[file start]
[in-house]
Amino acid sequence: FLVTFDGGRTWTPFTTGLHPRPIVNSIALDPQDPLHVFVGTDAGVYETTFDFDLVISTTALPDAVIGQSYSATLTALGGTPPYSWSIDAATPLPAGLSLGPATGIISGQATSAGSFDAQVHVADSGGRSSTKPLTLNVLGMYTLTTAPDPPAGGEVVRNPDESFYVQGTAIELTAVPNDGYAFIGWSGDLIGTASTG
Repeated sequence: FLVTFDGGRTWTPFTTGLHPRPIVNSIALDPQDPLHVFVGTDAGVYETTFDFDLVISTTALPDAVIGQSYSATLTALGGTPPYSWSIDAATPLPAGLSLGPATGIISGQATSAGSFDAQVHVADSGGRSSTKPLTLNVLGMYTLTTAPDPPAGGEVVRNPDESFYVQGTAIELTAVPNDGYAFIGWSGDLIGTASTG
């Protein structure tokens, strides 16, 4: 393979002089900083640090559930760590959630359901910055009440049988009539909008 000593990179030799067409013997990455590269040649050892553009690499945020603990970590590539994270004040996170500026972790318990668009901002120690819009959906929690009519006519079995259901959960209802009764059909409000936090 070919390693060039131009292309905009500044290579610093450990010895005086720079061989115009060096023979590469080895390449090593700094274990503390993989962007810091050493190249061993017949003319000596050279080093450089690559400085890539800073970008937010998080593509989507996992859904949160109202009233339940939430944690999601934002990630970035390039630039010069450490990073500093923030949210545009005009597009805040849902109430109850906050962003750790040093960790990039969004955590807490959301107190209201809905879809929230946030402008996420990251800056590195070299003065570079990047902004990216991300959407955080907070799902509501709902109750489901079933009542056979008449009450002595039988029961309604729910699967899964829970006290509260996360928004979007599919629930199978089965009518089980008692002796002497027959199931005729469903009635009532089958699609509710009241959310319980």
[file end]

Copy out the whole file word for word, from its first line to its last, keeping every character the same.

[in-house]
Amino acid sequence: FLVTFDGGRTWTPFTTGLHPRPIVNSIALDPQDPLHVFVGTDAGVYETTFDFDLVISTTALPDAVIGQSYSATLTALGGTPPYSWSIDAATPLPAGLSLGPATGIISGQATSAGSFDAQVHVADSGGRSSTKPLTLNVLGMYTLTTAPDPPAGGEVVRNPDESFYVQGTAIELTAVPNDGYAFIGWSGDLIGTASTG
Repeated sequence: FLVTFDGGRTWTPFTTGLHPRPIVNSIALDPQDPLHVFVGTDAGVYETTFDFDLVISTTALPDAVIGQSYSATLTALGGTPPYSWSIDAATPLPAGLSLGPATGIISGQATSAGSFDAQVHVADSGGRSSTKPLTLNVLGMYTLTTAPDPPAGGEVVRNPDESFYVQGTAIELTAVPNDGYAFIGWSGDLIGTASTG
């Protein structure tokens, strides 16, 4: 393979002089900083640090559930760590959630359901910055009440049988009539909008 000593990179030799067409013997990455590269040649050892553009690499945020603990970590590539994270004040996170500026972790318990668009901002120690819009959906929690009519006519079995259901959960209802009764059909409000936090 070919390693060039131009292309905009500044290579610093450990010895005086720079061989115009060096023979590469080895390449090593700094274990503390993989962007810091050493190249061993017949003319000596050279080093450089690559400085890539800073970008937010998080593509989507996992859904949160109202009233339940939430944690999601934002990630970035390039630039010069450490990073500093923030949210545009005009597009805040849902109430109850906050962003750790040093960790990039969004955590807490959301107190209201809905879809929230946030402008996420990251800056590195070299003065570079990047902004990216991300959407955080907070799902509501709902109750489901079933009542056979008449009450002595039988029961309604729910699967899964829970006290509260996360928004979007599919629930199978089965009518089980008692002796002497027959199931005729469903009635009532089958699609509710009241959310319980």